The 1940s origins of Whataboutery
The exchange is indicative of a rhetorical strategy known as ‘whataboutism’, which occurs when officials implicated in wrongdoing whip out a counter-example of a similar abuse from the accusing country, with the goal of undermining the legitimacy of the criticism itself. (In Latin, this rhetorical defense is called tu quoque, or “you, too.”)
(tags: history language whataboutism whataboutery politics 1940s russia ussr)
A highly-available key value store for shared configuration and service discovery. etcd is inspired by zookeeper and doozer, with a focus on: Simple: curl’able user facing API (HTTP+JSON); Secure: optional SSL client cert authentication; Fast: benchmarked 1000s of writes/s per instance; Reliable: Properly distributed using Raft; Etcd is written in go and uses the raft consensus algorithm to manage a highly availably replicated log. One of the core components of CoreOS — http://coreos.com/ .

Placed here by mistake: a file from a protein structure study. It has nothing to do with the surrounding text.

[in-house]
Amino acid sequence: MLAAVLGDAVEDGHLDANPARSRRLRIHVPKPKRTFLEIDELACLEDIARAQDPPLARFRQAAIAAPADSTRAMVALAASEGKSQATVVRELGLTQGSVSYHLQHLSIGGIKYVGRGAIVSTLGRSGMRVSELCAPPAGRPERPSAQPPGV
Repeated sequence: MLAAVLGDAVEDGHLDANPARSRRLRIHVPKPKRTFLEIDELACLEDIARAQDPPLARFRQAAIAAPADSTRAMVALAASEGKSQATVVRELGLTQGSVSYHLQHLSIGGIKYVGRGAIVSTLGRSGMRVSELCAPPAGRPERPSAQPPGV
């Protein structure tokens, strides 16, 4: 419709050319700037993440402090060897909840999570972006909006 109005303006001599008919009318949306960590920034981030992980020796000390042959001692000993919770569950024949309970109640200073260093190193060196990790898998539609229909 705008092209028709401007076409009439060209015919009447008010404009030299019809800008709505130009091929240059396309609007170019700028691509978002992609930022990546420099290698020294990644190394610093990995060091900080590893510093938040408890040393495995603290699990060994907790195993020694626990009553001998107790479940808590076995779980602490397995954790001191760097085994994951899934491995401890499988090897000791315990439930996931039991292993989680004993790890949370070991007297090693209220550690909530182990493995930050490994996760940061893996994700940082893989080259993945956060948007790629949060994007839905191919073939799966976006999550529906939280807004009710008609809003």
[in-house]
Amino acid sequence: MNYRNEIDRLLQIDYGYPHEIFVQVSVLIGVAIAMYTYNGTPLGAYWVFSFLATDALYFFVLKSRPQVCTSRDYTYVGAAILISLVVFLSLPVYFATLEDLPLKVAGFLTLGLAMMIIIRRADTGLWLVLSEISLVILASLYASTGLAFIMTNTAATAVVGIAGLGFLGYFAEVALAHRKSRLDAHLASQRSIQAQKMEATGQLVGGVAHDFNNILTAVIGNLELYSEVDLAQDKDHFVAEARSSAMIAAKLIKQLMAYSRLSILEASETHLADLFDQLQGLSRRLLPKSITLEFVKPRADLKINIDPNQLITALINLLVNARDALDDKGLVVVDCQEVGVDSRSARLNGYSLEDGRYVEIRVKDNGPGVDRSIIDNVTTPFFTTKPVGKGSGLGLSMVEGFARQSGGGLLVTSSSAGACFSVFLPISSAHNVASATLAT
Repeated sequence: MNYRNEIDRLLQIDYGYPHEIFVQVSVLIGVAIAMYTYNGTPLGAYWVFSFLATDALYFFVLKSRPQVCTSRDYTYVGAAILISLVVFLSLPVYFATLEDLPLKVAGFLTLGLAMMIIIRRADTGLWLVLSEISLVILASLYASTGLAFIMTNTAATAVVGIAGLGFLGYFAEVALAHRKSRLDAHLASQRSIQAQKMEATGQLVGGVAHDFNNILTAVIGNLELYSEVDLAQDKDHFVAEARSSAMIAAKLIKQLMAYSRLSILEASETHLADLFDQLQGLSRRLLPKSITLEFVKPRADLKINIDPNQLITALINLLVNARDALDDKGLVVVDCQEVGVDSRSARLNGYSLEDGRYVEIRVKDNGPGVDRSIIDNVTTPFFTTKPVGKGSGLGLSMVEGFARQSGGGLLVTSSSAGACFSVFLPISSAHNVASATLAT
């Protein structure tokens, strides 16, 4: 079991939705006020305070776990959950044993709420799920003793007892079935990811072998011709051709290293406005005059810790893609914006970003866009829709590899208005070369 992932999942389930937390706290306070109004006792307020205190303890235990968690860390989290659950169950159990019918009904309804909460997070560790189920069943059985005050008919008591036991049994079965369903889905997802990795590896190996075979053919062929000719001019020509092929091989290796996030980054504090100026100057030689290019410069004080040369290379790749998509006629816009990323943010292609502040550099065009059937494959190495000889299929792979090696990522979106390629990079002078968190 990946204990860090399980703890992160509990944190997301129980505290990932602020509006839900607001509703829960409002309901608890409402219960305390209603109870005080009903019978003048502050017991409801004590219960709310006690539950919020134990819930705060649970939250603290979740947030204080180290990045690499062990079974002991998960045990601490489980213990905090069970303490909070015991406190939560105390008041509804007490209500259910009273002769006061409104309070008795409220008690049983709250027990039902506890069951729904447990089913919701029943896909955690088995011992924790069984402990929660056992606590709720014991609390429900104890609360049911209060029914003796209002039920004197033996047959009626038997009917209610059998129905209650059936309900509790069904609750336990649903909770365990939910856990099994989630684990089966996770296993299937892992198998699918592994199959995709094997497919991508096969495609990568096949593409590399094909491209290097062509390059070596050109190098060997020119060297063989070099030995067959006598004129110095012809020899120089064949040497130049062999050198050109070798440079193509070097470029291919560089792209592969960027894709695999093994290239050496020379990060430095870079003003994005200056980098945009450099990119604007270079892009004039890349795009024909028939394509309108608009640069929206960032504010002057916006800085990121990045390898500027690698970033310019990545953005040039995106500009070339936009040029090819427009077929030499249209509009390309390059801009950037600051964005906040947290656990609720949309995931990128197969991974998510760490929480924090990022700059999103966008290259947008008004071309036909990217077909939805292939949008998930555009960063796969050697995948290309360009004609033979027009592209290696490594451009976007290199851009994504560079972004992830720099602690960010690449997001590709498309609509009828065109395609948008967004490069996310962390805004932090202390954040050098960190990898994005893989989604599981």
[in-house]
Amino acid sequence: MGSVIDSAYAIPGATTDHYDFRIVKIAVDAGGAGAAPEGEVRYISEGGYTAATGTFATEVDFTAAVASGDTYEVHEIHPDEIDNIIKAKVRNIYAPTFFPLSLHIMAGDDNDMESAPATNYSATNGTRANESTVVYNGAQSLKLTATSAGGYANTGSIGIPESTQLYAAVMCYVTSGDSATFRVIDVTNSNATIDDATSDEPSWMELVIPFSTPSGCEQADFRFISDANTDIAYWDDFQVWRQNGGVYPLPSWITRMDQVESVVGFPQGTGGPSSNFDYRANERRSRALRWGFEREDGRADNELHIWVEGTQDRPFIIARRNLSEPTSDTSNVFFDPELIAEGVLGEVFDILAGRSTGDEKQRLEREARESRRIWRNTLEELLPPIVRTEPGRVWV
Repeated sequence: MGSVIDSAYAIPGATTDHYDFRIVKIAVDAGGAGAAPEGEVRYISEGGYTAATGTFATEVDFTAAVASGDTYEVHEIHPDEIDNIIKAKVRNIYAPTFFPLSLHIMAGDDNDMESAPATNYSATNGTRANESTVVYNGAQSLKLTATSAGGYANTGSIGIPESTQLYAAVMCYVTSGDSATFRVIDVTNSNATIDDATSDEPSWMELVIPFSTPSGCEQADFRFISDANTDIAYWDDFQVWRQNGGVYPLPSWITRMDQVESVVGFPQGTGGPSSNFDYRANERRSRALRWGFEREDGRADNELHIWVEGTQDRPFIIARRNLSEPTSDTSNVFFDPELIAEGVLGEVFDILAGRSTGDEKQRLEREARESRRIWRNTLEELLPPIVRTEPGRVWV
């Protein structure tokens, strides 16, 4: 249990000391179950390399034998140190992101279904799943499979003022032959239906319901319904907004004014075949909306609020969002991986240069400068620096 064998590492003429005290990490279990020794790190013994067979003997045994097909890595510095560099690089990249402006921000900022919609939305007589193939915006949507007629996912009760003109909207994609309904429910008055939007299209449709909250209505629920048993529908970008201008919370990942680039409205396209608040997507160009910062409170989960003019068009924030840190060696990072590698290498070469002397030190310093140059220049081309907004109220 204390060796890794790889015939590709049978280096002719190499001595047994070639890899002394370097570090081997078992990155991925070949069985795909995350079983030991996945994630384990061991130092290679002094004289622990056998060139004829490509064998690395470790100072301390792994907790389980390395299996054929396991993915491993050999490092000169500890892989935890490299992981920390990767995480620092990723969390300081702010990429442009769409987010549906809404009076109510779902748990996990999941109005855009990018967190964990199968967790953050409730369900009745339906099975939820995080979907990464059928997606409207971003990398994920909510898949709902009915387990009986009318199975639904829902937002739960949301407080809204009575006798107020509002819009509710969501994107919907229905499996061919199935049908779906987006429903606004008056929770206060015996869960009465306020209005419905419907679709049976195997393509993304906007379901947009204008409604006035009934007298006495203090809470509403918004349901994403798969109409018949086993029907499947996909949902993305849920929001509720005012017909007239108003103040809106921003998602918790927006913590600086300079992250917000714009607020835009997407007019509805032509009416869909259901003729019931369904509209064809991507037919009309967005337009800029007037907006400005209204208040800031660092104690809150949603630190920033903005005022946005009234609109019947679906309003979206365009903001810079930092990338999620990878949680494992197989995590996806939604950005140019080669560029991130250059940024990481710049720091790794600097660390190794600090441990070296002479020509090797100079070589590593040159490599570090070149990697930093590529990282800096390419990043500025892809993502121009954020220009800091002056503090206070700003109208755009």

(tags: configuration distributed raft ha doozer zookeeper go replication consensus-algorithm etcd coreos)
_In Search of an Understandable Consensus Algorithm_, Diego Ongaro and John Ousterhout, Stanford
Raft is a consensus algorithm for managing a replicated log. It produces a result equivalent to Paxos, and it is as efficient as Paxos, but its structure is different from Paxos; this makes Raft more understandable than Paxos and also provides a better foundation for building practical systems. In order to enhance understandability, Raft separates the key elements of consensus, such as leader election and log replication, and it enforces a stronger degree of coherency to reduce the number of states that must be considered. Raft also includes a new mechanism for changing the cluster membership, which uses overlapping majorities to guarantee safety. Results from a user study demonstrate that Raft is easier for students to learn than Paxos.
(tags: distributed algorithms paxos raft consensus-algorithms distcomp leader-election replication clustering)